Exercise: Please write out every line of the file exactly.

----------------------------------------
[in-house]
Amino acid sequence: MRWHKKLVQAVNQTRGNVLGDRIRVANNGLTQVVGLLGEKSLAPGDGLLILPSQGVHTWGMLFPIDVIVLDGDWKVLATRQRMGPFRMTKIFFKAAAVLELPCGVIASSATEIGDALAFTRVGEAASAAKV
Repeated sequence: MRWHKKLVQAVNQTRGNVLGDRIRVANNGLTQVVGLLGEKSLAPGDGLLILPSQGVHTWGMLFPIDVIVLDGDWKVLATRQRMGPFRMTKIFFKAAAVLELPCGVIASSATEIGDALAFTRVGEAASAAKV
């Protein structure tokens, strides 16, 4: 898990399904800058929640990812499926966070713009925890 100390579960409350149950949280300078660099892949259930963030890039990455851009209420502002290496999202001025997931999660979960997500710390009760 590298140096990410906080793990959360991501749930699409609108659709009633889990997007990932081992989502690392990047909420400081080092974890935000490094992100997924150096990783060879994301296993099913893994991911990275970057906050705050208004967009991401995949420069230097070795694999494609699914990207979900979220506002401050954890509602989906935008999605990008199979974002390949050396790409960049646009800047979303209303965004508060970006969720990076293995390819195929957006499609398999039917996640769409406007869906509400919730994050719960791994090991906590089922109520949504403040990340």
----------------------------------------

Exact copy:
[in-house]
Amino acid sequence: MRWHKKLVQAVNQTRGNVLGDRIRVANNGLTQVVGLLGEKSLAPGDGLLILPSQGVHTWGMLFPIDVIVLDGDWKVLATRQRMGPFRMTKIFFKAAAVLELPCGVIASSATEIGDALAFTRVGEAASAAKV
Repeated sequence: MRWHKKLVQAVNQTRGNVLGDRIRVANNGLTQVVGLLGEKSLAPGDGLLILPSQGVHTWGMLFPIDVIVLDGDWKVLATRQRMGPFRMTKIFFKAAAVLELPCGVIASSATEIGDALAFTRVGEAASAAKV
């Protein structure tokens, strides 16, 4: 898990399904800058929640990812499926966070713009925890 100390579960409350149950949280300078660099892949259930963030890039990455851009209420502002290496999202001025997931999660979960997500710390009760 590298140096990410906080793990959360991501749930699409609108659709009633889990997007990932081992989502690392990047909420400081080092974890935000490094992100997924150096990783060879994301296993099913893994991911990275970057906050705050208004967009991401995949420069230097070795694999494609699914990207979900979220506002401050954890509602989906935008999605990008199979974002390949050396790409960049646009800047979303209303965004508060970006969720990076293995390819195929957006499609398999039917996640769409406007869906509400919730994050719960791994090991906590089922109520949504403040990340």